- A consortium of international researchers has urged governments to establish a global treaty to tackle obesity.
- In a report published on Sunday, the academics accused “Big Food” of using intimidation and financial influence to undermine policies designed to promote healthy eating.
- The proposed treaty would exclude the food industry from talks on policy.
Obesity should be tackled using a global treaty that shuts "Big Food" out of policy decisions, medical researchers said on Sunday.
In a report published in "The Lancet" medical journal, the Lancet Commission on Obesity – comprised of 26 researchers from 14 countries – said there had been inadequate political leadership when it came to addressing the obesity crisis.
The commission accused "Big Food" of intimidating politicians, as well as using their commercial influence and "privileged access to decision makers," to prevent policies from being implemented.
To offset industry opposition, it called for a global treaty to be established to create effective policies for tackling obesity. The commission suggested following the example of the WHO's Framework Convention on Tobacco Control, which explicitly excluded the tobacco industry from being involved in policy development.
Member states of such a treaty should "translate the principles and guidelines into national laws to protect their populations from practices that undermine healthy food environments," the report said. It noted that measures such as warning labels on food and restricting advertising to children could help reduce obesity rates.
"Although food clearly differs from tobacco because it is necessary to support human life, unhealthy food and beverages are not," said William Dietz, co-chair of the commission, in a press release on Sunday.
"The similarities with Big Tobacco lie in the damage they induce and the behaviours of the corporations that profit from them. A Framework Convention on Food Systems would help empower individual nations against vested commercial interests, redirect the vast subsidies that currently benefit unhealthy industries, and provide full transparency."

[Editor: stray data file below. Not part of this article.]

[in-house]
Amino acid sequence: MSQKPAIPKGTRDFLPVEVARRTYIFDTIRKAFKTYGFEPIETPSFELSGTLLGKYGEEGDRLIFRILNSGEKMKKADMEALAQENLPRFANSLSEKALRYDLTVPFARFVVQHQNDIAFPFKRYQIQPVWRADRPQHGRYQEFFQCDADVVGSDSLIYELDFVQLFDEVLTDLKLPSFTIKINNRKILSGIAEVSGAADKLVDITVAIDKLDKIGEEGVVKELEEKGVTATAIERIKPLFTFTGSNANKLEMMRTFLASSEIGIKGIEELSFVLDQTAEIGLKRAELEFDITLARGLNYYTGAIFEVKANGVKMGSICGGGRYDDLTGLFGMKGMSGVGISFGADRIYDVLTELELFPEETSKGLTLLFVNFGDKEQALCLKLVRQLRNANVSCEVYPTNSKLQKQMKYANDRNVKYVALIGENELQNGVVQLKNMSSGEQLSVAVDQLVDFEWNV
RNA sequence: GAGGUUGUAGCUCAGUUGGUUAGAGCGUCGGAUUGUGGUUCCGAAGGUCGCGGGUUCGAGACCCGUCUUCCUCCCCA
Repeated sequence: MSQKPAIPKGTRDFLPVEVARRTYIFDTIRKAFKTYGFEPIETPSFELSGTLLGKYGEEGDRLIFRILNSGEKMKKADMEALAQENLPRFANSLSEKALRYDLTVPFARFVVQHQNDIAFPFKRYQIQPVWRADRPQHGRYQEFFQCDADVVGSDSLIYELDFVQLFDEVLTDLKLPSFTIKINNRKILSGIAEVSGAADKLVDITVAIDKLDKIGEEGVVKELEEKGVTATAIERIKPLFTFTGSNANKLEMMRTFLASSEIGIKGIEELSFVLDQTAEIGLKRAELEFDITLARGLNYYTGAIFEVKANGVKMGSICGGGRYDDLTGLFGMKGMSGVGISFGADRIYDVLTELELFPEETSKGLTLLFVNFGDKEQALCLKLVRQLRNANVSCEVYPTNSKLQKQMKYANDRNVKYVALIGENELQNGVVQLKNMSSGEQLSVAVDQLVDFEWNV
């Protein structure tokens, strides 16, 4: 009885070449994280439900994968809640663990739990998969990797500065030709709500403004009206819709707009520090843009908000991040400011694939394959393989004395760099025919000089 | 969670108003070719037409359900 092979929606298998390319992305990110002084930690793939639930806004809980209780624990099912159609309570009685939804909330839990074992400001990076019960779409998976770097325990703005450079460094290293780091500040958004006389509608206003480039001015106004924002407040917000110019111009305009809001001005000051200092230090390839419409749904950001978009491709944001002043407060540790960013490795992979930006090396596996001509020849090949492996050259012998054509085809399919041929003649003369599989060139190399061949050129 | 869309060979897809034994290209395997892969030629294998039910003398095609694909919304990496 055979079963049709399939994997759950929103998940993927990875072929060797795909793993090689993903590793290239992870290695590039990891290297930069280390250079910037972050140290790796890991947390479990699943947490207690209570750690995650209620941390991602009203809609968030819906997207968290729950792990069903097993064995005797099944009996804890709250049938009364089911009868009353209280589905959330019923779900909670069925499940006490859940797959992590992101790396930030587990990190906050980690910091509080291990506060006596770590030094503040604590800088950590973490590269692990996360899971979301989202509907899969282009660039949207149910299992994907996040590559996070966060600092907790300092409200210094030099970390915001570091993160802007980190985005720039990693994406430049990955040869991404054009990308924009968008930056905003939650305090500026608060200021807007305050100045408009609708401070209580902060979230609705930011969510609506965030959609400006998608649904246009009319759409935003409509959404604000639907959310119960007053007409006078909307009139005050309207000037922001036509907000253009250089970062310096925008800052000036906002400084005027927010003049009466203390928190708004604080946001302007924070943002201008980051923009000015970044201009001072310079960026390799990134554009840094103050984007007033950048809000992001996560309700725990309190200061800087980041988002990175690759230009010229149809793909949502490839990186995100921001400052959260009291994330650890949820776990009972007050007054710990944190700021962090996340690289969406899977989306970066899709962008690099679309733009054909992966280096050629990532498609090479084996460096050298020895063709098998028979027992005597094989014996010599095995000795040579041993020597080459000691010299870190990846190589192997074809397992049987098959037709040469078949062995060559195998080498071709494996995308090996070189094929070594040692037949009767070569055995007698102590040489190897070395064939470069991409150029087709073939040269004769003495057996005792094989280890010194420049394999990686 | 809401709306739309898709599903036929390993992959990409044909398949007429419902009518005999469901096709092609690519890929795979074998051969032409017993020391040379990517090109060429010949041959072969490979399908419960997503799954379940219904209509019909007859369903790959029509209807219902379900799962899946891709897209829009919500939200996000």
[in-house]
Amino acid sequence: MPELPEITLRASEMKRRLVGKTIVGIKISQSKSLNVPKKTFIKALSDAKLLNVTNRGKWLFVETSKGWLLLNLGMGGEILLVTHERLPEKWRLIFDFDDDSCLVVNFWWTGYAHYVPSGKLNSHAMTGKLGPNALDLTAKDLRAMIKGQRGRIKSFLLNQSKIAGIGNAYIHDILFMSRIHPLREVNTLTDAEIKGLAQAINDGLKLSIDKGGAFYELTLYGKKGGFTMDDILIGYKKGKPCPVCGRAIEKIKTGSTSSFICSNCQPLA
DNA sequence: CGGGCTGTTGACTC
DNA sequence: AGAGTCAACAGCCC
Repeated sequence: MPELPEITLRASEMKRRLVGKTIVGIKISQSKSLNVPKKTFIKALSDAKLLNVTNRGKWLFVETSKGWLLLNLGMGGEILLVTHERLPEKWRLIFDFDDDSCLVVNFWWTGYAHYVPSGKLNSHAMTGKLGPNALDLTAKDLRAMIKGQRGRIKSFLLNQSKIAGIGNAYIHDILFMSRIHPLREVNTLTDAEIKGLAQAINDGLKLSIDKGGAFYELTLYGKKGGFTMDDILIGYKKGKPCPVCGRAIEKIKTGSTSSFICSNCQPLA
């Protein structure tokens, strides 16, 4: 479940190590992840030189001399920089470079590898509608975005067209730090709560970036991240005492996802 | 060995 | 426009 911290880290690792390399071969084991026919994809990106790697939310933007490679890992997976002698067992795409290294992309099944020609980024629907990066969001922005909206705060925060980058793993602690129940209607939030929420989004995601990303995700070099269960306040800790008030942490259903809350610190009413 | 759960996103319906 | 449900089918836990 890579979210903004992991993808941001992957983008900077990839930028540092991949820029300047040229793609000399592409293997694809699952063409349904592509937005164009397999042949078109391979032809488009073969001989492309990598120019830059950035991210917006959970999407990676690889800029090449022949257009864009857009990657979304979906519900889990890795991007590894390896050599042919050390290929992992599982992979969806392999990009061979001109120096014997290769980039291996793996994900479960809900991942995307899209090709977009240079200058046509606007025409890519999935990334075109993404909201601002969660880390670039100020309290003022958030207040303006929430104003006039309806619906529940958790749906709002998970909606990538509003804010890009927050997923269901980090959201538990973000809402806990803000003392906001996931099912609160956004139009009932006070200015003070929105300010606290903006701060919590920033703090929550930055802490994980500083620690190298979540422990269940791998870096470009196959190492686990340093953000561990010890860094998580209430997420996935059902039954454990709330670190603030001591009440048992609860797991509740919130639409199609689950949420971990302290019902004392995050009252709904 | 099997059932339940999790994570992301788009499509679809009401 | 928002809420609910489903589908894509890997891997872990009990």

According to the WHO, 13 percent of adults were obese in 2016, and more than 380 million children and adolescents were overweight or obese globally. Worldwide obesity has almost tripled since 1975, the organization says.
A spokesperson for the British Nutrition Foundation told CNBC via email that while a number of policies had been implemented in the U.K., it was important for stakeholders to continue working with governments to address obesity.
Meanwhile Luise Molling, campaigner at Foodwatch Germany, said in an email: "Germany and other countries believe that they can fight the obesity epidemic in cooperation with the food industry – but the food industry is not part of the solution, it is the core of the problem. We would welcome the treaty proposed by the experts, which will help countries combat obesity in regulatory terms and reduce the influence of the industry."
However, the proposals were also met with condemnation.
Tim Rycroft, chief operating officer of the U.K.'s Food and Drink Federation, told CNBC via email it was "deeply irresponsible" to draw a comparison between tobacco and food.
"Only those with the most extreme of viewpoints could believe that denying our industry a seat at the policymaking table would help to improve diets and nutrition," he said.
Christopher Snowdon, head of lifestyle economics at the Institute of Economic Affairs, said in a statement on Sunday that a treaty could damage the economy.
"If such authoritarian regulations come to pass, a thriving and competitive food market which responds to consumer demand will be replaced by a 'state anchored approach' in which bureaucrats and activists decide what the public is allowed to eat," he said.